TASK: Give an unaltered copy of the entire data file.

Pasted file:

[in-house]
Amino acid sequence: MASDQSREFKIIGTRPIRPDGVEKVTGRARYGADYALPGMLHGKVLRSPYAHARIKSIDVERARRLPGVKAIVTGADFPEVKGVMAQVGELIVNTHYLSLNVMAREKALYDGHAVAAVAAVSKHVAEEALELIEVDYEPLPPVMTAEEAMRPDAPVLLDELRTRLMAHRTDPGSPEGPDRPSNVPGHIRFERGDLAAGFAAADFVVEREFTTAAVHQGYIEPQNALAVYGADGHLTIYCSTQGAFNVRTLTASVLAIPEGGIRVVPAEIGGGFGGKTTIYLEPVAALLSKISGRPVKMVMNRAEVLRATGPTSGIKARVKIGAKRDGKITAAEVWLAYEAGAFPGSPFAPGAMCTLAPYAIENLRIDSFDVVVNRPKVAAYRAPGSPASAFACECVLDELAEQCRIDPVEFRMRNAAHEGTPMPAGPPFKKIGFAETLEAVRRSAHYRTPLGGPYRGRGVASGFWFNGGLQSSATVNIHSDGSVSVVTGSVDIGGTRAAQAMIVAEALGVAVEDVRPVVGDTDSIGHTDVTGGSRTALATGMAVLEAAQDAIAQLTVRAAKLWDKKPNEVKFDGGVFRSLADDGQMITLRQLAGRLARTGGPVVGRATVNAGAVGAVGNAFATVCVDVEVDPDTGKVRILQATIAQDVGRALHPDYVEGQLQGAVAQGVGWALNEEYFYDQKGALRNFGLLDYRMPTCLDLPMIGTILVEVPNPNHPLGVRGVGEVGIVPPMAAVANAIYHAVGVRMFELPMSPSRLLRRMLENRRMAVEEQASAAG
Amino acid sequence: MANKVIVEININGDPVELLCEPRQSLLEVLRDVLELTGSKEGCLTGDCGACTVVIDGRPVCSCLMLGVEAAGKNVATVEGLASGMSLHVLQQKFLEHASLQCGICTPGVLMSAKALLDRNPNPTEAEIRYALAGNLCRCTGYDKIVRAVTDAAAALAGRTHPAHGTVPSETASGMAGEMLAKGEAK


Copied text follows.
[in-house]
Amino acid sequence: MASDQSREFKIIGTRPIRPDGVEKVTGRARYGADYALPGMLHGKVLRSPYAHARIKSIDVERARRLPGVKAIVTGADFPEVKGVMAQVGELIVNTHYLSLNVMAREKALYDGHAVAAVAAVSKHVAEEALELIEVDYEPLPPVMTAEEAMRPDAPVLLDELRTRLMAHRTDPGSPEGPDRPSNVPGHIRFERGDLAAGFAAADFVVEREFTTAAVHQGYIEPQNALAVYGADGHLTIYCSTQGAFNVRTLTASVLAIPEGGIRVVPAEIGGGFGGKTTIYLEPVAALLSKISGRPVKMVMNRAEVLRATGPTSGIKARVKIGAKRDGKITAAEVWLAYEAGAFPGSPFAPGAMCTLAPYAIENLRIDSFDVVVNRPKVAAYRAPGSPASAFACECVLDELAEQCRIDPVEFRMRNAAHEGTPMPAGPPFKKIGFAETLEAVRRSAHYRTPLGGPYRGRGVASGFWFNGGLQSSATVNIHSDGSVSVVTGSVDIGGTRAAQAMIVAEALGVAVEDVRPVVGDTDSIGHTDVTGGSRTALATGMAVLEAAQDAIAQLTVRAAKLWDKKPNEVKFDGGVFRSLADDGQMITLRQLAGRLARTGGPVVGRATVNAGAVGAVGNAFATVCVDVEVDPDTGKVRILQATIAQDVGRALHPDYVEGQLQGAVAQGVGWALNEEYFYDQKGALRNFGLLDYRMPTCLDLPMIGTILVEVPNPNHPLGVRGVGEVGIVPPMAAVANAIYHAVGVRMFELPMSPSRLLRRMLENRRMAVEEQASAAG
Amino acid sequence: MANKVIVEININGDPVELLCEPRQSLLEVLRDVLELTGSKEGCLTGDCGACTVVIDGRPVCSCLMLGVEAAGKNVATVEGLASGMSLHVLQQKFLEHASLQCGICTPGVLMSAKALLDRNPNPTEAEIRYALAGNLCRCTGYDKIVRAVTDAAAALAGRTHPAHGTVPSETASGMAGEMLAKGEAK